“Of course, this sentence,” a defendant told Human Rights Watch, “made me seem guilty even if I was not found used: and the prosecutor used it against me in the trial.”419
The head of the Forensic Medical Authority named consent and dignity as keys to carrying out anal exams, saying, “Our sole concern is to provide the test in a humane and non-degrading way, and with full respect for the right to refuse the investigation. … We always ask consent before the test. [In English]: ‘If you please, I want to examine your anus.’”420
The deputy director offered a more candid account:
Examining nearly 100 court files of men subjected to forensic anal examinations, Human Rights Watch found only one instance in which prosecutors obtained written consent.422 Meanwhile, the “implicit consent” of which Dr. Fouda spoke—for patients in detention, led to prosecutors and to the exam in handcuffs—amounts to no consent at all.
Human Rights Watch quoted Dr. Saleh's assurances to twenty-one men who had undergone the examinations. Their angry reactions speak for themselves.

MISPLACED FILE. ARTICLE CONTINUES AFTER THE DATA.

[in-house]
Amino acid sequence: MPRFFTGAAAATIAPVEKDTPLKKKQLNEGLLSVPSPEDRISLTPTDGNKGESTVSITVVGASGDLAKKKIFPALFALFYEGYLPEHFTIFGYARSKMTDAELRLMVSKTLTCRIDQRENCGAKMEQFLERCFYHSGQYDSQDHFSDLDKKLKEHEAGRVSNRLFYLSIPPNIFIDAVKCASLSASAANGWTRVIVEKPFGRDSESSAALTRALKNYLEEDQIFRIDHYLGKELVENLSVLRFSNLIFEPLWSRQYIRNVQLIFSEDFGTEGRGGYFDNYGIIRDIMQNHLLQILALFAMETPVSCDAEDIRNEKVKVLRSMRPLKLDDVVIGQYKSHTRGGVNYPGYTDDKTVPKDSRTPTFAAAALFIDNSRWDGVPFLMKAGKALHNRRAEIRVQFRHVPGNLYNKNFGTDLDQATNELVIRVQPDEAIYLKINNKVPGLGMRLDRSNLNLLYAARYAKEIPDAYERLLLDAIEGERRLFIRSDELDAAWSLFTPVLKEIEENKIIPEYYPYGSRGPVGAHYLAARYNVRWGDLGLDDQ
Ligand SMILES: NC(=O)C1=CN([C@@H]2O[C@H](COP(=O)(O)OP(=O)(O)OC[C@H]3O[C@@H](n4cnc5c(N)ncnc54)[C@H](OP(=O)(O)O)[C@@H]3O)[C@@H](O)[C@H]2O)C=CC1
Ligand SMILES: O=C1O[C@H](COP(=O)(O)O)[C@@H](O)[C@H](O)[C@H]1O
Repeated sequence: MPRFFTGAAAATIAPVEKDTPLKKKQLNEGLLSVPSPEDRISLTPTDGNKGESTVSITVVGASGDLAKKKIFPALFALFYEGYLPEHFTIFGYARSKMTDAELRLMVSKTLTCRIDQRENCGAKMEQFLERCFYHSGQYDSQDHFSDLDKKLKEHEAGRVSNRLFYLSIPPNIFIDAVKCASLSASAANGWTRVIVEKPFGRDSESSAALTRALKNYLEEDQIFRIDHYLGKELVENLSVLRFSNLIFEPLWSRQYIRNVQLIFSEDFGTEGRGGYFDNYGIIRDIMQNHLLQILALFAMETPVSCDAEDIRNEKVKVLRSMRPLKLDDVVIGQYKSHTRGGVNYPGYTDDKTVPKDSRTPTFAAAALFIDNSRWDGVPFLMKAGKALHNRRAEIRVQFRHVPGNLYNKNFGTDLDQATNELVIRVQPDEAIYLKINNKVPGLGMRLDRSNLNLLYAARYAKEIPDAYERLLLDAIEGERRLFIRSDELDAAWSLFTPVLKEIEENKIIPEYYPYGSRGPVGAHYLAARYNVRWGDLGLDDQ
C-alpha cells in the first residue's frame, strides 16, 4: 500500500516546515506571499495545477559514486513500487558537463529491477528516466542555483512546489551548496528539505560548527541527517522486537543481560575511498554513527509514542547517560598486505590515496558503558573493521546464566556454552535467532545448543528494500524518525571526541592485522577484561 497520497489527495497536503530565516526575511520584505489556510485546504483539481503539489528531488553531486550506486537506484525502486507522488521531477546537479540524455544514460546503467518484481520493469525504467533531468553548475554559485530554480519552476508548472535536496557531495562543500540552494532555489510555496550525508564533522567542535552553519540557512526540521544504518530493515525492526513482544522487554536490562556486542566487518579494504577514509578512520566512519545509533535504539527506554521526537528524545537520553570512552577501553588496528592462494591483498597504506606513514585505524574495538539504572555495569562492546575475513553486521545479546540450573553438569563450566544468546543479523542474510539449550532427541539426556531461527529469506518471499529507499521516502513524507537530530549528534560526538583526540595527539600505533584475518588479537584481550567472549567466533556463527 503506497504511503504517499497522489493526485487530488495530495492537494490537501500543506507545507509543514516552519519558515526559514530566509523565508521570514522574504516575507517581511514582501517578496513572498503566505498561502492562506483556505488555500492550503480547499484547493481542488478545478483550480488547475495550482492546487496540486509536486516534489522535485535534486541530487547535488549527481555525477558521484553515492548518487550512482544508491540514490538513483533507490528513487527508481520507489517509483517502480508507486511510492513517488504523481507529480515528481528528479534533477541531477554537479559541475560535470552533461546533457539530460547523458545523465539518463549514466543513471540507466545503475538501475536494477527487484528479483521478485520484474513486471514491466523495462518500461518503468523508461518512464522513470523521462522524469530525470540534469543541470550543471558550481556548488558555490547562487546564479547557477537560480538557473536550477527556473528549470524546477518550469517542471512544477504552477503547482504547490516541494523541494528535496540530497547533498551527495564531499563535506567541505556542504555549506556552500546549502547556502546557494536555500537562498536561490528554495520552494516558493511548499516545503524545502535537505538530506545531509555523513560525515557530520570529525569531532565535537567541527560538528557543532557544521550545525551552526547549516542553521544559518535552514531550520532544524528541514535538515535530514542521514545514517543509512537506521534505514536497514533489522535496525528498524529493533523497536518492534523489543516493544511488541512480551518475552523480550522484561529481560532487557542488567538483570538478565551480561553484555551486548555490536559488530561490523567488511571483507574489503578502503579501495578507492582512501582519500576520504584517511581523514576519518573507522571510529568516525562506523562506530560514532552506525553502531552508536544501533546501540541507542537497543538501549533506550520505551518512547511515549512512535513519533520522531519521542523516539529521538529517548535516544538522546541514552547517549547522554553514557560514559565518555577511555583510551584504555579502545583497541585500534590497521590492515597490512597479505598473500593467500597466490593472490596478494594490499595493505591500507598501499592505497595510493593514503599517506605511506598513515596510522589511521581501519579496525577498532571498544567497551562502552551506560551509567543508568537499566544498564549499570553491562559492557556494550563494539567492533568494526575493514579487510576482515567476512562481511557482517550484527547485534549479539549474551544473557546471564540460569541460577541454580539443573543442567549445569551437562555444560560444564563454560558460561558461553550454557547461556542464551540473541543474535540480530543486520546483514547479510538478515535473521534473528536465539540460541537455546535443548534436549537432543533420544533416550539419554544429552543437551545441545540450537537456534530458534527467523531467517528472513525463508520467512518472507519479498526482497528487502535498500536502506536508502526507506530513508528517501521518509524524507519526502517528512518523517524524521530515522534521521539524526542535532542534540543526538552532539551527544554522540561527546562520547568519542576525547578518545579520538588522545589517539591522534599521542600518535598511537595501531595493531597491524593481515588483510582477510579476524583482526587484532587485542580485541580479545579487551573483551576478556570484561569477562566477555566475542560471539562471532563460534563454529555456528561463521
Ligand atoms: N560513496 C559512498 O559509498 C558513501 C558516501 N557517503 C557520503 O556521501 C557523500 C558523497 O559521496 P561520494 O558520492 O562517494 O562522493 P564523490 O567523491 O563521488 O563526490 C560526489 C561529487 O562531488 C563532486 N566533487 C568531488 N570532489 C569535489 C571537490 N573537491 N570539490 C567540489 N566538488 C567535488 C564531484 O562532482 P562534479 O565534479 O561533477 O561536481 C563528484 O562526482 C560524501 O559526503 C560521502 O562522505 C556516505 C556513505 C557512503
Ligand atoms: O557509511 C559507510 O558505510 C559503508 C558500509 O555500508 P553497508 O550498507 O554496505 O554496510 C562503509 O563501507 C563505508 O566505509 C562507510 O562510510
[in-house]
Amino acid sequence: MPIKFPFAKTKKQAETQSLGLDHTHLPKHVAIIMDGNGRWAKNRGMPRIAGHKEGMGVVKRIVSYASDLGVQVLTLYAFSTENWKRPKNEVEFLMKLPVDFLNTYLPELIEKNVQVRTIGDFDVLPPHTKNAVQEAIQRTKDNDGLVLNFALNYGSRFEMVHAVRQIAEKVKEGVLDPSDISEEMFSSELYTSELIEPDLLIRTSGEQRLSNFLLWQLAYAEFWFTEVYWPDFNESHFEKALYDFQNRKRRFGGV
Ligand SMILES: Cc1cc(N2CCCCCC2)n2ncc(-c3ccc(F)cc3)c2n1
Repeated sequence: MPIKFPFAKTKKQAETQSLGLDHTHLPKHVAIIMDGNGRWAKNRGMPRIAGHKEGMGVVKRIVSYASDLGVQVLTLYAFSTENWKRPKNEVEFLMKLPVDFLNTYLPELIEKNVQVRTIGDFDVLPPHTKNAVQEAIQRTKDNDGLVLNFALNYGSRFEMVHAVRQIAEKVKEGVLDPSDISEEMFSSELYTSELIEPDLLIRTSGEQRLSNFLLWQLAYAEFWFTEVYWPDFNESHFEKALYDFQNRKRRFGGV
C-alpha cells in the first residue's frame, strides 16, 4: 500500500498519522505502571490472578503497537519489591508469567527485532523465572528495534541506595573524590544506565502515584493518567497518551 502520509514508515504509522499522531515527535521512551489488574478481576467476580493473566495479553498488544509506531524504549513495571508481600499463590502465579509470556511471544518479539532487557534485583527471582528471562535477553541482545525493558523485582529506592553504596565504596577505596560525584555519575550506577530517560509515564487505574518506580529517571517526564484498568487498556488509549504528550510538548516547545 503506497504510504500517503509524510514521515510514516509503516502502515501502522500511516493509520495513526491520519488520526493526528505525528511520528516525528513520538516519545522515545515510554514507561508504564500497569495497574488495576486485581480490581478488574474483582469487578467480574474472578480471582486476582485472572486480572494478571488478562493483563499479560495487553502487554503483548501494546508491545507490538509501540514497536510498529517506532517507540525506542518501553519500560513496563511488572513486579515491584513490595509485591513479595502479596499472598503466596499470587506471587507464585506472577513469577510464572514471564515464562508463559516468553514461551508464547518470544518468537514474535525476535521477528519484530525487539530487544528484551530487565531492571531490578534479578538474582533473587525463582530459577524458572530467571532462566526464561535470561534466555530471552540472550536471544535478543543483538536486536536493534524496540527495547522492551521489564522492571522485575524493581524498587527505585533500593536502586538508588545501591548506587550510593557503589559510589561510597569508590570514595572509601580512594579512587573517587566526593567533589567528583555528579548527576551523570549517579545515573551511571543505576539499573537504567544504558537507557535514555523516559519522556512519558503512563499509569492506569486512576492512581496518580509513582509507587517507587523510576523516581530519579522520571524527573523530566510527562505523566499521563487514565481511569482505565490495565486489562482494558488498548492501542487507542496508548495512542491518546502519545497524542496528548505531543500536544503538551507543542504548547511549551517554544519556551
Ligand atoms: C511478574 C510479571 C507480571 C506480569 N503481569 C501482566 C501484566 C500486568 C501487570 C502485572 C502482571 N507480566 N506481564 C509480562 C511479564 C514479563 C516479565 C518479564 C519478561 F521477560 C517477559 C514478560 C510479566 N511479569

One defendant from the Queen Boat case shouted when told of Saleh's words: “He is a liar! They insulted us and were very rude!”423 Another exclaimed: “Oh, they show you a lot of respect! A lot of humanity! Grabbing your neck, shoving your back, spreading your buttocks …The forensic exam—it's butchery, not a forensic exam. Those doctors treated us like pigs.” 424 Still another said:
Only two of the men Human Rights Watch interviewed explicitly spoke of insertion as part of the examination.426 One, Ziyad, was also in the Queen Boat case—and was reviled throughout because of his “effeminacy.” He said,
Even patients who said their anuses were only massaged open felt violated, and reacted furiously at Saleh's claims. “They treat us with no dignity,” one told us. “When I assumed the position, one of the doctors kept saying, ‘Don’t be tense,’ and then started thumping me on my back. He grabbed a section of my stomach and pulled it down. It was like I was a piece of meat.” 428 Others remember verbal abuse. Muharram, a Queen Boat defendant, recalls Fakhry Saleh telling him, “Stop squealing, khawal.”
Some men examined by female doctors said this reinforced the humiliation. Hossein, also from the Queen Boat case, called the examination